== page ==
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GlobalSecurity.org In the News

The New York Times November 13, 2005

In Jordan, Methodical Madness

By James Glanz

ALL is chaos under heaven," a revolutionary once wrote, "and the situation is excellent." The writer was not Abu Musab al-Zarqawi, the terrorist whose group has claimed responsibility for the triple bombing last week in Amman, Jordan, but Chairman Mao.

The creation of chaos has often been a first step in the revolutionary process, and that is one way to look at the terrible bombings, which killed 57 people.

Many Jordanians, who lit candles, marched and appeared united against the terrorism, said that Mr. Zarqawi had achieved little beyond generating a fierce backlash against his cause.

But some experts on the Middle East warned the shock and fury that came after the explosions may have been part of the terrorists' calculation, a first step toward fracturing Jordanian society, with a goal of one day overthrowing the state.

This bombing, the latest in a series aimed at moderate Arab governments, may be a disturbing early sign of Al Qaeda's growing ambition. In this view, the chaos of Iraq has become a haven for Al Qaeda, and the hub from which it intends to extend its reach throughout the region, in something like the way that the Soviet Union extended its power to the states that ultimately became its satellites.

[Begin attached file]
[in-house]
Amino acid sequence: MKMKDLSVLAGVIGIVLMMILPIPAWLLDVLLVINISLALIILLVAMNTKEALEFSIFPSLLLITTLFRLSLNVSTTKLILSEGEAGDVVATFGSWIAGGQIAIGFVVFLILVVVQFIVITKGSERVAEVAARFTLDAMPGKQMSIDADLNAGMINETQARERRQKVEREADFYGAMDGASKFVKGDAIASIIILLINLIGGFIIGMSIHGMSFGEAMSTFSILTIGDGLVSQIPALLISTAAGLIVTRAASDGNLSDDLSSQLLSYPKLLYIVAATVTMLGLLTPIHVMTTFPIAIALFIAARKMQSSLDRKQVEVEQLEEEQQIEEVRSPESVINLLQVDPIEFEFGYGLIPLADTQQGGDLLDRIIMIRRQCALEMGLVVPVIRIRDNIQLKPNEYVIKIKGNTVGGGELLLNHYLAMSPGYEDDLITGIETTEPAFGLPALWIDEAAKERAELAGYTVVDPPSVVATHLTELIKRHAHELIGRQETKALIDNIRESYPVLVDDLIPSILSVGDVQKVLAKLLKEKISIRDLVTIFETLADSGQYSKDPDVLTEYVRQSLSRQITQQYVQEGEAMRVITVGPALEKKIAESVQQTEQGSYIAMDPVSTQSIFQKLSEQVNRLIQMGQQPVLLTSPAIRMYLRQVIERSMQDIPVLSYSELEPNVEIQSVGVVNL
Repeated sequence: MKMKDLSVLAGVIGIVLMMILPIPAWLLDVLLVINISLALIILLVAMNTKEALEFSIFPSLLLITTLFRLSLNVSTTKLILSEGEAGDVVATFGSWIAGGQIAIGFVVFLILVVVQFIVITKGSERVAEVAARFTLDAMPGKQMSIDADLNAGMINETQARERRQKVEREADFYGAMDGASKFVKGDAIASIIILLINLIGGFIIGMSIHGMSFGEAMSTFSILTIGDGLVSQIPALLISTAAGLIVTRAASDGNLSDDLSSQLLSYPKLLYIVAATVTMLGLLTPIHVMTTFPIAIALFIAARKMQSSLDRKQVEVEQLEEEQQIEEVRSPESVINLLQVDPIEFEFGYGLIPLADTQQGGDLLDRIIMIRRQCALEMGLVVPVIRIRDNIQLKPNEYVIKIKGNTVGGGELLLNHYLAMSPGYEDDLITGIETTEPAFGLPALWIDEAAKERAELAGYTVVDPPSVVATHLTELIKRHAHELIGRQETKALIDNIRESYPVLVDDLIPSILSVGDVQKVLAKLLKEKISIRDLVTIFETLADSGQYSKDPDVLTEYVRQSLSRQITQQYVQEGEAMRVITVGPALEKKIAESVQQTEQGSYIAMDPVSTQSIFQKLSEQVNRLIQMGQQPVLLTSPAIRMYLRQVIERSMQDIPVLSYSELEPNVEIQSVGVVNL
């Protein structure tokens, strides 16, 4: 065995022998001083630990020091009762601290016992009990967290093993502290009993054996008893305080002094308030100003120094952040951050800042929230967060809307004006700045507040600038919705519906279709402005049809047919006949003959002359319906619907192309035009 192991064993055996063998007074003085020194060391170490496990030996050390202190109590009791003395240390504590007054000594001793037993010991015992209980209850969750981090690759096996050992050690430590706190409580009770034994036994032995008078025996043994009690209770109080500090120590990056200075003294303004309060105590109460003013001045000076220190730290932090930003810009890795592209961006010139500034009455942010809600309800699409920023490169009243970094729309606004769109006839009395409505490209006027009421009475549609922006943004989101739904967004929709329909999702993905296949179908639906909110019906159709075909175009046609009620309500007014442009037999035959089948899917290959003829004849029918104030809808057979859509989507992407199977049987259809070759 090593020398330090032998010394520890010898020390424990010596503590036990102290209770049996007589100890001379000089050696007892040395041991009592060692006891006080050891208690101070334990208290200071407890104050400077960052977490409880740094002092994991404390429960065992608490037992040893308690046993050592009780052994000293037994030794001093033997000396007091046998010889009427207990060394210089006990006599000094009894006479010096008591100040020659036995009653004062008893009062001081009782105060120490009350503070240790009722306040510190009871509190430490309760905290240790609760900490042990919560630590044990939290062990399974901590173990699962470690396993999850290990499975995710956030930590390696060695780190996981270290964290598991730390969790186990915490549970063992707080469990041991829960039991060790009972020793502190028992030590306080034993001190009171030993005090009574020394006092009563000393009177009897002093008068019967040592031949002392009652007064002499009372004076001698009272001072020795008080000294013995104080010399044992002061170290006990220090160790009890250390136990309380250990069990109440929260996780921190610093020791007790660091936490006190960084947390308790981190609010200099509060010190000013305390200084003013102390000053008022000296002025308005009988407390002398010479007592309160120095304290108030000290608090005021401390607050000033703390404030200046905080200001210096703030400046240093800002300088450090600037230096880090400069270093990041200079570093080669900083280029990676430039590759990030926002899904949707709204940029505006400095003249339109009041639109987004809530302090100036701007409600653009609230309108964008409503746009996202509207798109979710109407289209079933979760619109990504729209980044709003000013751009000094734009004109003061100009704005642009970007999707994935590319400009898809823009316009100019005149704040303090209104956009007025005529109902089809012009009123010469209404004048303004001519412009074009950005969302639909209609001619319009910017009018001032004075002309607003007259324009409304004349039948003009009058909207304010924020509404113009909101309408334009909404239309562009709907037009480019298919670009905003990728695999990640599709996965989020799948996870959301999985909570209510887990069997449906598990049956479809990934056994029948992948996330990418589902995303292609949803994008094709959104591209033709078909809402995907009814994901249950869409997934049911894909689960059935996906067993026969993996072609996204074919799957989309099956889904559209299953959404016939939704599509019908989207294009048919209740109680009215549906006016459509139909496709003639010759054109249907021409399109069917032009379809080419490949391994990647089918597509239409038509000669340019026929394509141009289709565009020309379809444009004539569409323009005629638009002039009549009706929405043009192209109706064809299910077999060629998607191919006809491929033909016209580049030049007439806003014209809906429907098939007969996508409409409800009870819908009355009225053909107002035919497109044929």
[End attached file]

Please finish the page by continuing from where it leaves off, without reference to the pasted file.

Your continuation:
In other words, a new long, twilight struggle may have begun.

This geopolitical ambition, if it exists, is embryonic; so far Al Qaeda's goals are, as Churchill said of the Soviet state, a riddle wrapped in a mystery inside an enigma.

"I just don't think we've got this thing figured out yet," said John Pike, director of GlobalSecurity.org. "And I can't detect that we've set in motion a process for figuring it out."

Many Jordanians understandably saw the attacks in strictly local terms, much as many New Yorkers reacted to the attacks of Sept. 11, 2001.

But Gary G. Sick, a senior research scholar at Columbia University, said the Zarqawi network ultimately had one overriding goal. "They want to take over territory, and they are asserting themselves as never before," he said.

The first stage in that strategy, said Boaz Ganor, director of the International Policy Institute for Counterterrorism in Israel, is "to destroy the status quo and to create the circumstances that will make it possible for the local Islamic radical movements to take control in their homeland."

There is evidence that the terror network has been trying to do this for some time in Jordan. Jordanian intelligence has reportedly foiled several attempts to carry out terror operations on its soil, including a plot to attack the American Embassy in Amman in 2004.

Earlier this year, intelligence services cracked what they said was a major local operation set up to recruit and train suicide bombers who were to be sent to Iraq. And as recently as August, a rocket attack in the Jordanian port of Aqaba narrowly missed two United States Navy ships but killed a Jordanian soldier.

After the failed attack at Aqaba, said Ali Shukri, a retired Jordanian general, the obvious next big target was the nation's capital. "You would immediately know that the second one would follow in Amman," he said.